I recent wrote about having seen The Way, the new Emilio Estevez/Martin Sheen movie that is, in part, about the Camino de Santiago, a famous hike along northern Spain. Since seeing the movie, I picked up Hape Kerkeling’s I’m Off Then: Losing and Finding Myself on the Camino de Santiago. I also picked up Shirley MacLaine’s The Camino: A Journey of the Spirit and Paul Coelho’s The Pilgrimage.
Kerkerling is a German comedian. Initially, his writing felt dismissive about the journey, and his commentary felt surface and uninterested. But I continued to read because I hate stopping a book, and I’m so glad I did. I’m nearly done now, and he seems to have fallen for the experience. He writes about highlights and frustrations, including the people he met along the way who tended to be a little bit of both. And just yesterday, I found myself underlining incessantly.
I have two favorite passages so far. In describing how he encountered God on the Camino, Kerkerling writes:
“To encounter God, you first have to issue an invitation to Him; He does not come without being asked – a divine form of good manners. It’s up to us.”
I’m not sure I wholly agree with the theology in that statement, but I don’t question that he’s describing his experience accurately and that alone makes it truth. To me, the book just reads differently from that moment on.
The other passage I love involves a pilgrim he met along the way:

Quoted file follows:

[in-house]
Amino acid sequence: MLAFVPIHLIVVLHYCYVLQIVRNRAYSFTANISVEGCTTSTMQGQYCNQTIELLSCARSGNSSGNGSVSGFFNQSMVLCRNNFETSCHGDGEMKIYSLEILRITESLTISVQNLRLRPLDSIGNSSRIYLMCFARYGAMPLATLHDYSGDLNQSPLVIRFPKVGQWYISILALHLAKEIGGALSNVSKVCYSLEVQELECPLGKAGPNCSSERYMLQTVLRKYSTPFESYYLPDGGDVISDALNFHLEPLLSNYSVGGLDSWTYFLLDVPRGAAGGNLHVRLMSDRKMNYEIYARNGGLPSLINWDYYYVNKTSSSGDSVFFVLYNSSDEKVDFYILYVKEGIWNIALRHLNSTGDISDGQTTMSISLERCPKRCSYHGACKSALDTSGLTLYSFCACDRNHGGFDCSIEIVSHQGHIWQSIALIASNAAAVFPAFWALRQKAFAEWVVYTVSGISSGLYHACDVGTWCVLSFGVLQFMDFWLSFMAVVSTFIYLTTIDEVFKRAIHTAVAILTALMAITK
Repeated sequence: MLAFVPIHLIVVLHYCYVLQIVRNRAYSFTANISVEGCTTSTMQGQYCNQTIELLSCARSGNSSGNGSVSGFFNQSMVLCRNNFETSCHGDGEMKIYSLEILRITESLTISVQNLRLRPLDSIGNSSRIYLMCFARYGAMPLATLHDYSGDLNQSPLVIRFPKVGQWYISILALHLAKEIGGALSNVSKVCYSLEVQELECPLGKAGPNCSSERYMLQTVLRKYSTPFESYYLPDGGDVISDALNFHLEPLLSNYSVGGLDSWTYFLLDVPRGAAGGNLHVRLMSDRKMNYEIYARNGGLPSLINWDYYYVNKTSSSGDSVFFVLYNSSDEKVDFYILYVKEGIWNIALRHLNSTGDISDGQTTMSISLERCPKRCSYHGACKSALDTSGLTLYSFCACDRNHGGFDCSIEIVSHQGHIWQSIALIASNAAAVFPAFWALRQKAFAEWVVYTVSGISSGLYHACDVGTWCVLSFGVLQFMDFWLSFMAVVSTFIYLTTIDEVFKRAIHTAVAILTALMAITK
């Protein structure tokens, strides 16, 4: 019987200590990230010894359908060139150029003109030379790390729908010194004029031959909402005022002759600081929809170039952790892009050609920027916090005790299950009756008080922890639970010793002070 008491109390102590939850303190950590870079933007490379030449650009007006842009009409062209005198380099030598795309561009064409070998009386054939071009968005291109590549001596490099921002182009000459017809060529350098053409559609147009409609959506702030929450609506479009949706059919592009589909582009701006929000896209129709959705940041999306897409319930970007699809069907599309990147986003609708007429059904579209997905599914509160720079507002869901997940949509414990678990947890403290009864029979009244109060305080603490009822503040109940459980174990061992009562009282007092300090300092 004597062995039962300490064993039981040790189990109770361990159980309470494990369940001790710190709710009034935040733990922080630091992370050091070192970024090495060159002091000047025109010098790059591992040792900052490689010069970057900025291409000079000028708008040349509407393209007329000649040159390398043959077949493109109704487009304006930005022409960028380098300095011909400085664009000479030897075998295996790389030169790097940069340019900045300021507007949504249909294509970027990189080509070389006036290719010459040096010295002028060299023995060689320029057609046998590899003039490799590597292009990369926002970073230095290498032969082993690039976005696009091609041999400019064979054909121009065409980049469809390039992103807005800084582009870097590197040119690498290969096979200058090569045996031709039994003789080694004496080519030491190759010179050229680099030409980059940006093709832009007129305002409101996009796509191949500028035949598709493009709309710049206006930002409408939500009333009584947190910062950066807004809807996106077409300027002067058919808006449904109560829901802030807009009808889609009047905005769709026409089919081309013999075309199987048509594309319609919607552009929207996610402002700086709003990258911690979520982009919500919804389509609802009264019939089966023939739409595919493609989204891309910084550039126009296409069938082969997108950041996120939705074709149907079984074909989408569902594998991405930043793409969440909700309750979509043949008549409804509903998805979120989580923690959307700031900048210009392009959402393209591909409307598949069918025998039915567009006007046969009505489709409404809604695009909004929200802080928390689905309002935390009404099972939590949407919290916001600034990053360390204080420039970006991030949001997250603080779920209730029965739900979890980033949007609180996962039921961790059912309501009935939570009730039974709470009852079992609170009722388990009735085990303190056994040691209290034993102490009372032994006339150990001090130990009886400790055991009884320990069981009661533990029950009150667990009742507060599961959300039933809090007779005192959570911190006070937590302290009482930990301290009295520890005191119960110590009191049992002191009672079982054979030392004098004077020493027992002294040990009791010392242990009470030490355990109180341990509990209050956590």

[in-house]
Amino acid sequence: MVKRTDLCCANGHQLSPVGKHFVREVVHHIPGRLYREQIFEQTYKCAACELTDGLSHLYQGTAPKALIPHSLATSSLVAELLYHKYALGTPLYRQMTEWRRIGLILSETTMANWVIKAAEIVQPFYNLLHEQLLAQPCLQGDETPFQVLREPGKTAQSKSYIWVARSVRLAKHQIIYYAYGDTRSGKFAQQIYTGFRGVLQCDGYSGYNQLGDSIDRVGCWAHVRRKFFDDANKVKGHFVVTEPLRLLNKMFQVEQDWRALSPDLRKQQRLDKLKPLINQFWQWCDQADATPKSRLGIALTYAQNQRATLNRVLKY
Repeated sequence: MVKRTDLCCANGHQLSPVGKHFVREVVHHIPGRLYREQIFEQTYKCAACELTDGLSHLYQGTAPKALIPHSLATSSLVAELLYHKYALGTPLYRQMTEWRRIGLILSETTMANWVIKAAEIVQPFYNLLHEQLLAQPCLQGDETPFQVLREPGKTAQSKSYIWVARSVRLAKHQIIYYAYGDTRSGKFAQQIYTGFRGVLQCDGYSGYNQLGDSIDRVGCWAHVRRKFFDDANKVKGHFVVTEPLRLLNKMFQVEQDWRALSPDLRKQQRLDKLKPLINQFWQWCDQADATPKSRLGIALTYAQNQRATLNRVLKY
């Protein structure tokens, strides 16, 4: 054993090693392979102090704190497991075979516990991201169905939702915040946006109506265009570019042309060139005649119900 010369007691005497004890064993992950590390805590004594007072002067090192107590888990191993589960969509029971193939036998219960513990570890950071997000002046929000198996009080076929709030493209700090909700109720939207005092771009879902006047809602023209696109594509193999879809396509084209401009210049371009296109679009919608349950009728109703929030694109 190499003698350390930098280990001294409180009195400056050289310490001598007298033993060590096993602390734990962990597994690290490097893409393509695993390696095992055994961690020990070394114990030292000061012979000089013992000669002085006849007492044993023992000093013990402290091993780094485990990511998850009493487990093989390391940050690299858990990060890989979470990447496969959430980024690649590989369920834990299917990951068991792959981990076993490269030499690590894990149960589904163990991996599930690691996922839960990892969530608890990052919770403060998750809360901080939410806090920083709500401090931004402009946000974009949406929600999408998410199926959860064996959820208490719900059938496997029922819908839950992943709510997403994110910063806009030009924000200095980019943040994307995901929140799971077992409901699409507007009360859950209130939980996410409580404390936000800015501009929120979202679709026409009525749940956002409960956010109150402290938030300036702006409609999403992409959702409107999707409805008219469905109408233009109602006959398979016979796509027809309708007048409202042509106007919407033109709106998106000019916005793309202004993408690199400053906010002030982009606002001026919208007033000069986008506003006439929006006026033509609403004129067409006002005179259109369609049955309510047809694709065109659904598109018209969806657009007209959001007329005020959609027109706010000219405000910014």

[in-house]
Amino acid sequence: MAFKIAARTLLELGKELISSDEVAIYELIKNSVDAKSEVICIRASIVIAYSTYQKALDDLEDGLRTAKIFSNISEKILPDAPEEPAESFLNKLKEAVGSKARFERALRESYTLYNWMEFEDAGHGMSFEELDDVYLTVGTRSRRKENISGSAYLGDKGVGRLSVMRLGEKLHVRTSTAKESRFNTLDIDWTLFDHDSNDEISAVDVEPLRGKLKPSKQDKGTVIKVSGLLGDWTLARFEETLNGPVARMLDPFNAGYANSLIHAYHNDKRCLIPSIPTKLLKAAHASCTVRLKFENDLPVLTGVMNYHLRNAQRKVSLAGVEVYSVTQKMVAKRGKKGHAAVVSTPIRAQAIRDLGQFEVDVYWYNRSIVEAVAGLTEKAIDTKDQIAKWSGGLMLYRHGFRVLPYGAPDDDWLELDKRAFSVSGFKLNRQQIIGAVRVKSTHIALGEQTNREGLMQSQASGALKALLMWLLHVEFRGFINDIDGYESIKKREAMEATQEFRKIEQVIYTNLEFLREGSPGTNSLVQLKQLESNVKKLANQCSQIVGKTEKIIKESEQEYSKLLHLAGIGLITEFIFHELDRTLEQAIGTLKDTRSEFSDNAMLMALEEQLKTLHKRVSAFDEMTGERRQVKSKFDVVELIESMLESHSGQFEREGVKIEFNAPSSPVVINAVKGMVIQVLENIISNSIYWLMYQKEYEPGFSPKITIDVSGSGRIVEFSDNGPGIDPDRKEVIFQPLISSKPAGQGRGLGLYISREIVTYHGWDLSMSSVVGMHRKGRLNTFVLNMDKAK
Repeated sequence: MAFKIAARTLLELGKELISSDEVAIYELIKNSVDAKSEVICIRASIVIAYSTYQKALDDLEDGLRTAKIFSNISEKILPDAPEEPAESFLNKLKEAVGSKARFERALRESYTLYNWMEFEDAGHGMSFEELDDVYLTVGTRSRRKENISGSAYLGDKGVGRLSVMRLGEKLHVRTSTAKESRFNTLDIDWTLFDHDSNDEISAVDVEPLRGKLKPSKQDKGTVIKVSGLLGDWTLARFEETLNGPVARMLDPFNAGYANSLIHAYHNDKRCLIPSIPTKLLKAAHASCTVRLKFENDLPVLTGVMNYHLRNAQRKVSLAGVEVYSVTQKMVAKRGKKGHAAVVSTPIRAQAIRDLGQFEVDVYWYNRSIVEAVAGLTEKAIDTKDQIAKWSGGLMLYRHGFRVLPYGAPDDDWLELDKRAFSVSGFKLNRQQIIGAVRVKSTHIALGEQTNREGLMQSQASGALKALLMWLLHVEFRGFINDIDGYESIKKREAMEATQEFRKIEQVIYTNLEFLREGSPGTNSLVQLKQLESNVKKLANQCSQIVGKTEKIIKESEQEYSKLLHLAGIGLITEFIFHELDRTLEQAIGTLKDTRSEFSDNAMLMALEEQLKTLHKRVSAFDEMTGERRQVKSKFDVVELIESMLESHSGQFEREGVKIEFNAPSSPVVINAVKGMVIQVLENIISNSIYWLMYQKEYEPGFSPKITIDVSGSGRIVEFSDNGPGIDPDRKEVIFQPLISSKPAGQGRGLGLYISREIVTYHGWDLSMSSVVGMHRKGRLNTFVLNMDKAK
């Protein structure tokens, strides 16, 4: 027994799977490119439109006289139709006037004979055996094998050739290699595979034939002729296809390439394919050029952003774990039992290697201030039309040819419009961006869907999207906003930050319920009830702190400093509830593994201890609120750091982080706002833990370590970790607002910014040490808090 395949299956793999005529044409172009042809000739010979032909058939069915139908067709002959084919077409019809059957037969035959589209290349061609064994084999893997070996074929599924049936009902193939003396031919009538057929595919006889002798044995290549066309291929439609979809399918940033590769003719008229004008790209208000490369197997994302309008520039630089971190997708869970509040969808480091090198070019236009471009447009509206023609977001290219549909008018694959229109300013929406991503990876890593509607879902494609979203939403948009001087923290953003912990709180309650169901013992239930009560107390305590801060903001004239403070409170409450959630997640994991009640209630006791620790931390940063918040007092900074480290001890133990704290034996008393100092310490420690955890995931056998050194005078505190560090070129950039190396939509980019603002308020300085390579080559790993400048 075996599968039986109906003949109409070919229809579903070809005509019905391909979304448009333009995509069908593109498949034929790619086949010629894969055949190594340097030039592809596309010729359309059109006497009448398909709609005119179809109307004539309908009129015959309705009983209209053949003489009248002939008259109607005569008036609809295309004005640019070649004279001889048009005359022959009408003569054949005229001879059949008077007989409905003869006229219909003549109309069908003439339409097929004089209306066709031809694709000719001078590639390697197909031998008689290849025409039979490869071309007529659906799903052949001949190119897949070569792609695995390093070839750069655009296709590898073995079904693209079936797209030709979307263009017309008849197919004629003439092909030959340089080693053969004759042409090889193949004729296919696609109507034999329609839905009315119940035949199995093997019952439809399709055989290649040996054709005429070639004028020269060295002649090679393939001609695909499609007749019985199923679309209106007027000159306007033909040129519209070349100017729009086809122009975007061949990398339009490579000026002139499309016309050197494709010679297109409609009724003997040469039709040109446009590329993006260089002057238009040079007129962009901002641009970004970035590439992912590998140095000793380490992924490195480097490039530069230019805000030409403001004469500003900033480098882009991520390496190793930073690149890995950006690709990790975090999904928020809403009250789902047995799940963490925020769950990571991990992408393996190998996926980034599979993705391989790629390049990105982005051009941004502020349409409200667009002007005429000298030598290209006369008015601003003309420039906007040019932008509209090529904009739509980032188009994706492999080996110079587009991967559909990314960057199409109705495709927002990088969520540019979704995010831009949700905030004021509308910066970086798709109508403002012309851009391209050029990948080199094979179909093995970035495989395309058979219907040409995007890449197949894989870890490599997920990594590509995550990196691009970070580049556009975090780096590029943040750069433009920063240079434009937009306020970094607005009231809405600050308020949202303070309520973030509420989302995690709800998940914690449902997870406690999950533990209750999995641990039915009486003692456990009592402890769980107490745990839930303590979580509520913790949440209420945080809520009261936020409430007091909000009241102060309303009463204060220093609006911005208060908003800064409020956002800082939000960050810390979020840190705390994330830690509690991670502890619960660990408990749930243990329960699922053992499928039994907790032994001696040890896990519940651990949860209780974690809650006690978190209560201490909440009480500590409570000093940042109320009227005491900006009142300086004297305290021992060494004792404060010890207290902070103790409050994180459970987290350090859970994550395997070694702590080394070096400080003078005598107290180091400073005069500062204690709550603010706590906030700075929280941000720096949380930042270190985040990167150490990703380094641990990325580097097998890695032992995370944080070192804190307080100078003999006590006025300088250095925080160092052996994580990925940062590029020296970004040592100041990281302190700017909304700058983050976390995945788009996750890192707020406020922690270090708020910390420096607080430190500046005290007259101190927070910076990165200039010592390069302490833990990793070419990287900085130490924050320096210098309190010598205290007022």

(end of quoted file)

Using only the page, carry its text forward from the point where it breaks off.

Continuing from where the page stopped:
“She spent eight months teaching English to monks in the Dharamsala in northern India, where the Dalai Lama was living in exile, and in return a Rinpoche instructed her in Buddhist teachings. Anything I’ve read about Buddhism is kids’ stuff in comparison to the wealth of experience she gained there, which she now generously shares with me. Her most significant lesson from the eight months is one simple sentence from the Dalai Lama: ‘Drop the thought! When something upsets you about the job or anywhere else, just drop the thought. Don’t chew away at it, because dropping is the only way of releasing it.'”
As a master dweller, this lesson stops me cold. I dwell on everything. I worry. I think. I rethink. I imagine and reimagine. I look at it this way and that way and try to dissect every piece of it. I journal on it and reread the entries. I talk to myself about it and remind myself about the discussions I had. Years later, I find myself still wondering about…just stuff. Did he mean that? Did I handle that correctly? Why did she say that? Should I care? Could things have been different?
Drop the thought? I think that could be freeing but it would require a major rewiring of my systems. I’m not sure that much of me would remain.
I haven’t yet set foot on the Camino de Santiago but it’s already begun to change me.
Drop the thought. Interesting.